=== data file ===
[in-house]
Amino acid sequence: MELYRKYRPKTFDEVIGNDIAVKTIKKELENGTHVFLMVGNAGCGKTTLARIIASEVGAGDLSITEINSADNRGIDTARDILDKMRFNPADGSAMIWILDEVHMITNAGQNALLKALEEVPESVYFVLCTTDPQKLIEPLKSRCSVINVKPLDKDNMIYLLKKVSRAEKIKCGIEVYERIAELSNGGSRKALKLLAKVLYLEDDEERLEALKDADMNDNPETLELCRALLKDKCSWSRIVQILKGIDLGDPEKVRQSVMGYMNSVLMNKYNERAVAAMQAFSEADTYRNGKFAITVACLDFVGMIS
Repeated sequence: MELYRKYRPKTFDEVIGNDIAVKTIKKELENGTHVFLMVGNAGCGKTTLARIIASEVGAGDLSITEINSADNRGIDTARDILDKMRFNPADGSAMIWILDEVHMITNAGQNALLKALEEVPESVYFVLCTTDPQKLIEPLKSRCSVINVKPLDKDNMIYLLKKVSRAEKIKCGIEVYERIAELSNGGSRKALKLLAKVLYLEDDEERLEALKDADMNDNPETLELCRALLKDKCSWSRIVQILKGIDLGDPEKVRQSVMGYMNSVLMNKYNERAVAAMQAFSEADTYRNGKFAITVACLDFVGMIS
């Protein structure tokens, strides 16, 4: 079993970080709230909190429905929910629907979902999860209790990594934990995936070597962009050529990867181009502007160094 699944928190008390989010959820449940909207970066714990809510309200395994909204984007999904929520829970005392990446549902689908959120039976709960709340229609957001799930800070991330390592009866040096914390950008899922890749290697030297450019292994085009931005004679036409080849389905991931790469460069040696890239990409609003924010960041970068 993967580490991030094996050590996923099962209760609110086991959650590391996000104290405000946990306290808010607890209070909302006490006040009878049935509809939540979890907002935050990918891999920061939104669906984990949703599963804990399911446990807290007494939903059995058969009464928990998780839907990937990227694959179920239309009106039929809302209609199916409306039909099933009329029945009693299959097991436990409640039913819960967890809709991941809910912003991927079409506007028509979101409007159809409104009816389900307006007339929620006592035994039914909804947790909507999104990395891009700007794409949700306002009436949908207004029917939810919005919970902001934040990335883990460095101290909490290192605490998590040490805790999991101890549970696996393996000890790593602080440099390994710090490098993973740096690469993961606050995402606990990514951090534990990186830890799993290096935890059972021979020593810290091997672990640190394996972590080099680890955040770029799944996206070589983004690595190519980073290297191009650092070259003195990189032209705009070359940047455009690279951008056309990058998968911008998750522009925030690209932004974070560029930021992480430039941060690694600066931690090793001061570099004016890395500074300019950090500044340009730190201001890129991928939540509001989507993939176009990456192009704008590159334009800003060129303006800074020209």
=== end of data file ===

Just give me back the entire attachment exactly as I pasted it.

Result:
[in-house]
Amino acid sequence: MELYRKYRPKTFDEVIGNDIAVKTIKKELENGTHVFLMVGNAGCGKTTLARIIASEVGAGDLSITEINSADNRGIDTARDILDKMRFNPADGSAMIWILDEVHMITNAGQNALLKALEEVPESVYFVLCTTDPQKLIEPLKSRCSVINVKPLDKDNMIYLLKKVSRAEKIKCGIEVYERIAELSNGGSRKALKLLAKVLYLEDDEERLEALKDADMNDNPETLELCRALLKDKCSWSRIVQILKGIDLGDPEKVRQSVMGYMNSVLMNKYNERAVAAMQAFSEADTYRNGKFAITVACLDFVGMIS
Repeated sequence: MELYRKYRPKTFDEVIGNDIAVKTIKKELENGTHVFLMVGNAGCGKTTLARIIASEVGAGDLSITEINSADNRGIDTARDILDKMRFNPADGSAMIWILDEVHMITNAGQNALLKALEEVPESVYFVLCTTDPQKLIEPLKSRCSVINVKPLDKDNMIYLLKKVSRAEKIKCGIEVYERIAELSNGGSRKALKLLAKVLYLEDDEERLEALKDADMNDNPETLELCRALLKDKCSWSRIVQILKGIDLGDPEKVRQSVMGYMNSVLMNKYNERAVAAMQAFSEADTYRNGKFAITVACLDFVGMIS
């Protein structure tokens, strides 16, 4: 079993970080709230909190429905929910629907979902999860209790990594934990995936070597962009050529990867181009502007160094 699944928190008390989010959820449940909207970066714990809510309200395994909204984007999904929520829970005392990446549902689908959120039976709960709340229609957001799930800070991330390592009866040096914390950008899922890749290697030297450019292994085009931005004679036409080849389905991931790469460069040696890239990409609003924010960041970068 993967580490991030094996050590996923099962209760609110086991959650590391996000104290405000946990306290808010607890209070909302006490006040009878049935509809939540979890907002935050990918891999920061939104669906984990949703599963804990399911446990807290007494939903059995058969009464928990998780839907990937990227694959179920239309009106039929809302209609199916409306039909099933009329029945009693299959097991436990409640039913819960967890809709991941809910912003991927079409506007028509979101409007159809409104009816389900307006007339929620006592035994039914909804947790909507999104990395891009700007794409949700306002009436949908207004029917939810919005919970902001934040990335883990460095101290909490290192605490998590040490805790999991101890549970696996393996000890790593602080440099390994710090490098993973740096690469993961606050995402606990990514951090534990990186830890799993290096935890059972021979020593810290091997672990640190394996972590080099680890955040770029799944996206070589983004690595190519980073290297191009650092070259003195990189032209705009070359940047455009690279951008056309990058998968911008998750522009925030690209932004974070560029930021992480430039941060690694600066931690090793001061570099004016890395500074300019950090500044340009730190201001890129991928939540509001989507993939176009990456192009704008590159334009800003060129303006800074020209």